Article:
Mr. Plaskitt: My hon. Friend is right to point out that the over-65s is the group with the lowest take-upit is probably about 63 per cent. We thus think that about 1.5 million pensioners who are entitled to council tax benefit are not in receipt of it. We are moving towards a point at which those who are on guaranteed pension credit can be automatically signed up for council tax benefit. As we have the information, we now know who to telephone, which is what the Pension Service is doing. All that speeds up and simplifies the process. As I said earlier, steps are being taken to make the process automatic, ideally.
Mr. Geoffrey Clifton-Brown (Cotswold) (Con): Is not a system whereby the basic state pension goes up by only the comparatively small level of prices, even though the council tax has been consistently going up by at least double that level of inflationif not moreover recent years, inevitably going to cause extreme hardship to some of our poorest pensioners? Is that not inevitably going to drive them on to benefits, especially council tax benefit? Is not the real answer to keep council tax increases at or around the level of inflation? What representations has the Minister made to his right hon. Friend the Chancellor of the Exchequer to keep council tax increases down towards the level of inflation so that the poorest pensioners in our country are not caused such hardship?
Mr. Plaskitt: First, it simply is not the case that more and more pensioners are being driven on to council tax benefit. In fact, back in 1997, 3.2 million pensioners were picking up council benefit; it is now 2.5 million. It is a smaller absolute number because of increases in pensioner income, thanks to the introduction of the pension credit and other measures taken by the Government that have gone a long way towards eradicating pensioner poverty. That is why the actual take-up of council tax benefit by pensioners has fallen in absolute numbers.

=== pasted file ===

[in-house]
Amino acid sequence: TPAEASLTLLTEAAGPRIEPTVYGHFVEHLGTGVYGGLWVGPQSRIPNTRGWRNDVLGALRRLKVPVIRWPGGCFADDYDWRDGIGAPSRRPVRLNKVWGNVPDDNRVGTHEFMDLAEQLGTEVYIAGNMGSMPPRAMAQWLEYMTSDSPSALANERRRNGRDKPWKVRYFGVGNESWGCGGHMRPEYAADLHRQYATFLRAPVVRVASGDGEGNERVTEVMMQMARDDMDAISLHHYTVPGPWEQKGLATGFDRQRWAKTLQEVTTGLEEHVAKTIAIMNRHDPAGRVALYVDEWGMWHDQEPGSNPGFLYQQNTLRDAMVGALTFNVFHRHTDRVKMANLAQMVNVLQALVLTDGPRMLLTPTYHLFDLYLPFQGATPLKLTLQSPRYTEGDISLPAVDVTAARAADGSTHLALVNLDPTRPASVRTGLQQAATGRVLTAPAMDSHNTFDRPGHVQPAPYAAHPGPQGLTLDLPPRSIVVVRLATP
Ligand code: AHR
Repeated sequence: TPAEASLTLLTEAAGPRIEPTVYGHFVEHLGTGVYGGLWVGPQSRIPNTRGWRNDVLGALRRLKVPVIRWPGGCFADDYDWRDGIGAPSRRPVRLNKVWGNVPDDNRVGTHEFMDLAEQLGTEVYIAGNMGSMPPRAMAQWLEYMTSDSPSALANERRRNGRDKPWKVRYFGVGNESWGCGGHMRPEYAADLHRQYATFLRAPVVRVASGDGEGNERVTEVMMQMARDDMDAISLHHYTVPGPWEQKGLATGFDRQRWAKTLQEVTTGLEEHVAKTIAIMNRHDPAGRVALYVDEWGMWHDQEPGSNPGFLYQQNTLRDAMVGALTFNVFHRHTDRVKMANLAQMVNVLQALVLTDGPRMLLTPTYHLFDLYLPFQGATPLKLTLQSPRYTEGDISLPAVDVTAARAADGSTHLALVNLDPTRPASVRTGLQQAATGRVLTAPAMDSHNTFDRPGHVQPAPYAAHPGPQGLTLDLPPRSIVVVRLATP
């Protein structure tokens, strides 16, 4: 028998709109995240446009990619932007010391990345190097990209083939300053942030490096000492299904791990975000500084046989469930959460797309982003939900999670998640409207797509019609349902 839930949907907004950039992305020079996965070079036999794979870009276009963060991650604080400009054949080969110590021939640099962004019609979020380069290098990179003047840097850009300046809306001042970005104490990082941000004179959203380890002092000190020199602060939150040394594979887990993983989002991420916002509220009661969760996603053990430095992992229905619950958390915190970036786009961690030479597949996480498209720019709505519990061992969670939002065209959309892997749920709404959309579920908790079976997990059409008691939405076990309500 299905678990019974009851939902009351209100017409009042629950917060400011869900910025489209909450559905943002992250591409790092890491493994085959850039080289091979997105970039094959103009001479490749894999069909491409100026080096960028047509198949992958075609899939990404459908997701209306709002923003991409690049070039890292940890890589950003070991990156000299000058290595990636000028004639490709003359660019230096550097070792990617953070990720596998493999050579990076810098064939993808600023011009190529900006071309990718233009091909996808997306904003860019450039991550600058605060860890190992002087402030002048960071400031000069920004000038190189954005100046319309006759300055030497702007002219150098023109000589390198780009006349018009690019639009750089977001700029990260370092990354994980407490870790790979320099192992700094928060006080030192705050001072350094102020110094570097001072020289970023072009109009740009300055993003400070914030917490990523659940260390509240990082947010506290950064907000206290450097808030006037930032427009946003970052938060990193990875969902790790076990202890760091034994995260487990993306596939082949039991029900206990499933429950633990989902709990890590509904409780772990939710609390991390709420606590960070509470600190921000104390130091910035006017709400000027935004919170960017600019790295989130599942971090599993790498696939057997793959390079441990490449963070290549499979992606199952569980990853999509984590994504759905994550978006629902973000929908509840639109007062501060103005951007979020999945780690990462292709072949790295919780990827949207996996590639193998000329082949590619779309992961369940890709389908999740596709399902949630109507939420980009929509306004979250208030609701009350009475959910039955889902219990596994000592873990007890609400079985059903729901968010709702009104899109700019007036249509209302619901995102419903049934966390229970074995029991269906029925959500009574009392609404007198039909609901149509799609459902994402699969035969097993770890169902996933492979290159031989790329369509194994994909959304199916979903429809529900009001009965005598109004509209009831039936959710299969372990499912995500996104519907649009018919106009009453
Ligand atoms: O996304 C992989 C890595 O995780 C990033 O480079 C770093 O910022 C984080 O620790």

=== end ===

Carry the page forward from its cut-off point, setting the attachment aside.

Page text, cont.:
However, we still need the campaign to encourage take-up because many pensioners, having successfully received pension creditwhich is a large additional amount for them in terms of their incomethink that that is as far as it goes and are surprised to find that there is additional help. We also find that owner-occupiers mistakenly believe that they are not entitled to help with their council tax bill when they may well be. That, too, is part of the take-up campaign.
The Secretary of State for Work and Pensions (Mr. John Hutton): The new deal has so far helped nearly 1.5 million people into work. The lone parent employment rate has risen by more than 11 percentage points since 1997 and studies have shown that about half of that increase can be directly attributable to the Government's welfare-to-work policies, in which the new deal has played a major part. Also, research by the National Institute of Economic and Social Research has shown that the new deal for young people now saves the economy £500 million every year.
Mr. Stuart: On the new deal, it is noticeable how selective Ministers are in finding support for it. The Secretary of State mentioned young people specifically. The director of the Centre for Economic Performance suggests that the new deal has had a very small effect on them. In fact, he says:
Mr. Hutton: It is the hon. Gentleman who chooses to be selective. He asked for evidence of the success of the new deal and I presented it to him. He chooses to ignore it. In his constituency, more than 2,000 young people have been through the new deal. If he wants confirmation of whether it has been a success, I suggest he has a chat with some of them.
Dr. Julian Lewis (New Forest, East) (Con): Will the Secretary of State answer the question asked by my hon. Friend the Member for Beverley and Holderness (Mr. Stuart) about how many people have been through the new deal twice, three times, four times or more? If he cannot tell us, will he undertake to write a letter and place it in the Library?